Note: You may use labels required by other laws, rules, or ordinances in addition to, or in combination with, labels required by this section.
You must:

Make sure shipping containers, storage containers, and products containing inorganic arsenic are labeled, tagged, or marked with this warning:


Danger

Contains Inorganic Arsenic

Cancer Hazard

Harmful if Inhaled or Swallowed

Use Only with Adequate Ventilation

or

Respiratory Protection


Note: You should keep containers tightly covered when not in use to help prevent unnecessary exposure and accidental spills.
Contaminated items should be handled and disposed of to prevent further exposure in the workplace. For example, vacuuming or wet wiping contaminated equipment helps prevent the release of dust into the air.
Reference: Additional requirements are found in other chapters:
For spills, leaks, or other releases, go to Emergency response, chapter 296-824 WAC.
For labeling go to:
The Safety and health core rules, chapter 296-800 WAC, and find the section, Label containers holding hazardous chemicals, WAC 296-800-17025;
AND
Material safety data sheet and label preparation, chapter 296-839 WAC.
You must:

(2) Establish safe and effective housekeeping and maintenance practices by doing all the following:

Develop and keep a written housekeeping and maintenance plan that lists appropriate frequencies for:

Housekeeping operations;

AND

Cleaning and maintaining dust collection equipment.

Keep surfaces free of accumulations of inorganic arsenic, to the degree feasible.

When cleaning floors and other accessible surfaces:

Use vacuuming or other cleaning methods that minimize the release of inorganic arsenic into the air.

Do not use compressed air.

Select vacuums that have high efficiency particulate air (HEPA) filters, otherwise vacuum exhaust will increase inorganic arsenic contamination in air and on area surfaces.

Use and empty vacuums in a way that minimizes the release of inorganic arsenic back into the workplace.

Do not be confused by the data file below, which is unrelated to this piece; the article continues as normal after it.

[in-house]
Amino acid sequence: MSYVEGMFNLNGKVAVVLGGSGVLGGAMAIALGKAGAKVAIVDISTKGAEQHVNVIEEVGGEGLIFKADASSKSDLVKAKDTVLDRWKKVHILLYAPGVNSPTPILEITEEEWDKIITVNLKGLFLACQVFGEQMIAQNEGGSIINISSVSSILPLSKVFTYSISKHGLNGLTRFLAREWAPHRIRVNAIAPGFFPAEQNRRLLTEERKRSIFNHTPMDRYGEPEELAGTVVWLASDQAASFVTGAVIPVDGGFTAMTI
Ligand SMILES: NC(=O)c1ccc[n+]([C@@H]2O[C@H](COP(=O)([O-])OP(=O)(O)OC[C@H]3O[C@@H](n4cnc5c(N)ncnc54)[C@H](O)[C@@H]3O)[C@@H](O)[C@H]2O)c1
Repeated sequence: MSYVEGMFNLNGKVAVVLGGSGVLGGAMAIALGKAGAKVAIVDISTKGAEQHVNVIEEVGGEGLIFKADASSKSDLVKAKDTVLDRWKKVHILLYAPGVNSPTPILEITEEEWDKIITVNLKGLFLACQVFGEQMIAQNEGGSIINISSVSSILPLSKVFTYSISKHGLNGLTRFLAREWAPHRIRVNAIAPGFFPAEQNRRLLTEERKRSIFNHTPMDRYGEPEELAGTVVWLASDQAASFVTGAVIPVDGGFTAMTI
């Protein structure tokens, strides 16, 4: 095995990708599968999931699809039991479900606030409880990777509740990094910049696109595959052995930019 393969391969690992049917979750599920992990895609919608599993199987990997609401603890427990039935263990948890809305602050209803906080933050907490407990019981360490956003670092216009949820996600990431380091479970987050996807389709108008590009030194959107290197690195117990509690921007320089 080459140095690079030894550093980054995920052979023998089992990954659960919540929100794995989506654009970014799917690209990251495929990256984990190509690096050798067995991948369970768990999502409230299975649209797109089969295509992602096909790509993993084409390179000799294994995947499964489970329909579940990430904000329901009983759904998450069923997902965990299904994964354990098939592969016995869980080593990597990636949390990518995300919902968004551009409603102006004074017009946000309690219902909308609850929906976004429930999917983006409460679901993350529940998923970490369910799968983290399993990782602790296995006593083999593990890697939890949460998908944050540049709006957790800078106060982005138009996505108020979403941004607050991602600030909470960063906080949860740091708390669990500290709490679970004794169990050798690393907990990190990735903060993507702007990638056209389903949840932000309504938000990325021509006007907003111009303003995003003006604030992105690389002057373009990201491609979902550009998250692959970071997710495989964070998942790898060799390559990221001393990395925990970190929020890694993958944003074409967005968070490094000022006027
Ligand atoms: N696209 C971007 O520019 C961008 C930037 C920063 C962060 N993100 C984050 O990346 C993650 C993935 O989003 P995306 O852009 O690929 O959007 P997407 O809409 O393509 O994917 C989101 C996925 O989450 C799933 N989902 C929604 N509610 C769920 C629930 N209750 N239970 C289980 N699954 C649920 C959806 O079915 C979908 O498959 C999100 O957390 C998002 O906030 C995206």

Note: Shoveling or brushing may be used only when vacuuming or other cleaning methods have not been effective.
You must:

Maintain ventilation systems, including dust collection equipment, to make sure they are effective. Do all of the following:

Perform periodic inspections for effectiveness.

Periodically clean the equipment.

Keep a note of the most recent inspection for effectiveness, and cleaning or maintenance.

(3) Prevent eye or skin contact with:

Arsenic trichloride;

AND

Liquid or particulate forms of inorganic arsenic when contact could cause eye or skin irritation.

Note: Arsenic trichloride is corrosive and can be quickly absorbed through skin.

[]


NEW SECTION
WAC 296-848-20025   Washing facilities.  

You must:

Provide washing facilities for employees exposed to inorganic arsenic.

References: For additional washing facility requirements, go to another chapter, the Safety and health core rules, chapter 296-800 WAC, and find the section titled, Provide convenient and clean washing facilities, WAC 296-800-23025.

[]


NEW SECTION
WAC 296-848-20060   Exposure evaluations.  

IMPORTANT:

This section applies when workplace operations create potential airborne exposure to inorganic arsenic.

When you conduct an exposure evaluation in a workplace where an employee uses a respirator, the protection provided by the respirator is not considered.

Following this section will fulfill the requirements to identify and evaluate respiratory hazards found in Respiratory hazards, chapter 296-841 WAC.

You must:

(1) Conduct an employee exposure evaluation to accurately determine airborne concentrations of inorganic arsenic by completing Steps 1 through 5 of the Exposure Evaluation Process, each time any of the following apply:

No evaluation has been conducted.

Changes have occurred in any of the following areas that may result in new or increased exposures:

Production.

Processes.

Exposure controls such as ventilation systems or work practices.